Proper care of indoor plants is crucial for their survival. Adequate sunlight and water are vital for indoor plants. While indoor plants do not thrive in direct sunlight, they require 12 to 14 hours of indirect/filtered sunlight daily. So, owners should place their indoor plants near a window. Finding the ideal location for your plants may require trial and error.
The weather in Kathmandu is favourable for indoor plants, all year long. However, indoor plants face challenges during the winter due to reduced humidity levels. To counteract this, owners should use a humidifier to restore the moisture balance in the room. Additionally, relocating the plants to a sunlit room with slightly higher temperatures can help them survive the winter. It is recommended to limit watering since the plants are in a dormant state during this period.
Indoor plants that can thrive in low light are plenty, but it is important to note that soft light does not equate to no light. Like the Snake Plant, which is renowned for surviving in such conditions, the ZZ (Zamioculcas) plant, Monstera Deliciosa, Golden Pothos, and Cast Iron Plant also possess the same capability.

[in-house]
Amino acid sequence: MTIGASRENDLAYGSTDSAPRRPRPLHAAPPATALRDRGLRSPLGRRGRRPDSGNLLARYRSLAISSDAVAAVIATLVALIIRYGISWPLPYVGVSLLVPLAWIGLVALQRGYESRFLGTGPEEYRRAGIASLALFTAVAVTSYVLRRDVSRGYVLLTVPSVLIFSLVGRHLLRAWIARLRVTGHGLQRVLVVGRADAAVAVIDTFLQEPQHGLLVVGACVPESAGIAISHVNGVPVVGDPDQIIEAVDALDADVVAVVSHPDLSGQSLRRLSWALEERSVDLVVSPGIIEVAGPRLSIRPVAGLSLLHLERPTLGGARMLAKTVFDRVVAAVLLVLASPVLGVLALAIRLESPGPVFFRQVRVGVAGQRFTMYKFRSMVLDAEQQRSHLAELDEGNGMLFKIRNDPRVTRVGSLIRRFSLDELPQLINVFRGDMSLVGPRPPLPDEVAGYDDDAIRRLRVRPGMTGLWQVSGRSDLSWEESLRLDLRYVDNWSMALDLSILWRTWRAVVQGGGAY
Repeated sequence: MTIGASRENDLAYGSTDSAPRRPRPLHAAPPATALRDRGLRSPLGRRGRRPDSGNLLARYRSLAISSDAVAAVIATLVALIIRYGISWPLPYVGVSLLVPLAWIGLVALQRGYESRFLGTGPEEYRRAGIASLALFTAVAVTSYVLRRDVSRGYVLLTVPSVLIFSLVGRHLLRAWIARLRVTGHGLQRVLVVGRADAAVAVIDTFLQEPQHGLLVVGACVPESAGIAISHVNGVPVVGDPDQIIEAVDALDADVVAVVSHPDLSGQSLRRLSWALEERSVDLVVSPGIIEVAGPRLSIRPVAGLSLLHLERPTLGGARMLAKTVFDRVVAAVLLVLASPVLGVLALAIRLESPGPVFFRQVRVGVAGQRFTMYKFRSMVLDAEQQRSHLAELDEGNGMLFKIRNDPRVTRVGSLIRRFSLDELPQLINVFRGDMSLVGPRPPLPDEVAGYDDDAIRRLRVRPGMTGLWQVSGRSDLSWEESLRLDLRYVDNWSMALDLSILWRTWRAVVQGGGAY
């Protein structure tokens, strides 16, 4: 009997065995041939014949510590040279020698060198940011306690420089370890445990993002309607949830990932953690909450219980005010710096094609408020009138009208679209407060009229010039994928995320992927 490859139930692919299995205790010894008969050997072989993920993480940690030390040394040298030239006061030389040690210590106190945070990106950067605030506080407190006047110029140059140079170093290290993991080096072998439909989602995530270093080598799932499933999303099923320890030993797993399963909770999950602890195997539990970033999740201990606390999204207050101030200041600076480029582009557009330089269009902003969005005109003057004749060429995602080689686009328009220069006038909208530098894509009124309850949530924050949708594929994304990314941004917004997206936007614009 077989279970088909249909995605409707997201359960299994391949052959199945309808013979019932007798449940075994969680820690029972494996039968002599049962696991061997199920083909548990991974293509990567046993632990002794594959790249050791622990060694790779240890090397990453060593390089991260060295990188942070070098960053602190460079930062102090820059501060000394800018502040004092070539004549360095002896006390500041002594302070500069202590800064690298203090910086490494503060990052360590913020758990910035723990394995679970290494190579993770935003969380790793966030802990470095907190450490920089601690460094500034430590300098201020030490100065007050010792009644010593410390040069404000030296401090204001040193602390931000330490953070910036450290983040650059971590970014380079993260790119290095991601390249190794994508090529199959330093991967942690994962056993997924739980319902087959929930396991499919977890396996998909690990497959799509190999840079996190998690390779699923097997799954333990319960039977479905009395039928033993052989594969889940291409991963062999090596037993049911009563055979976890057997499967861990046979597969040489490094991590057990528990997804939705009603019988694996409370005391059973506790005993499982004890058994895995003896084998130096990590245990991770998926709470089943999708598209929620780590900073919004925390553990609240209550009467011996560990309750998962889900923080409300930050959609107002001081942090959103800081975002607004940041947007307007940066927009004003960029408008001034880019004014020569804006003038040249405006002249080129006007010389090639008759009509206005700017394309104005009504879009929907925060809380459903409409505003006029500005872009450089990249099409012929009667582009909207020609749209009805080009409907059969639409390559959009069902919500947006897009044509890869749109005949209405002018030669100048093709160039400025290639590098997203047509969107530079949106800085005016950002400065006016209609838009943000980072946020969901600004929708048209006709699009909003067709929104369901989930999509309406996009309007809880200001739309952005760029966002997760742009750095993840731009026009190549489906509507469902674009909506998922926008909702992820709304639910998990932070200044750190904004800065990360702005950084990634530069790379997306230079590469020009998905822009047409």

The process of watering indoor plants is highly specialised, as each plant has unique requirements. Incorrect watering methods have led to the untimely death of numerous plants. Proper watering involves a comprehensive understanding of the plant’s needs, which is widely considered the most challenging aspect of indoor plant care. A reliable method of determining the plant’s moisture level involves using one’s thumb to gauge the moisture content in the soil every five-six days. This helps determine whether the plant requires immediate watering or can afford to wait for a day or two.
Proper sunlight and water are not the only requirements for a plant’s growth; fertilisation is equally essential. If you can buy or make them, natural and organic fertilisers are best as they are both safe and cost-effective.
To maintain good health, you must ensure your plants get nutrients like magnesium, phosphorus, potassium, sulphur and calcium through things like crushed eggshells, banana peels, used coffee grounds, used tea leaves, wood ash, Epsom salt and aquarium water. Give your indoor plants a dose of organic fertilisers once every four-five weeks, stir it with love and see the magic.
Why indoor plants?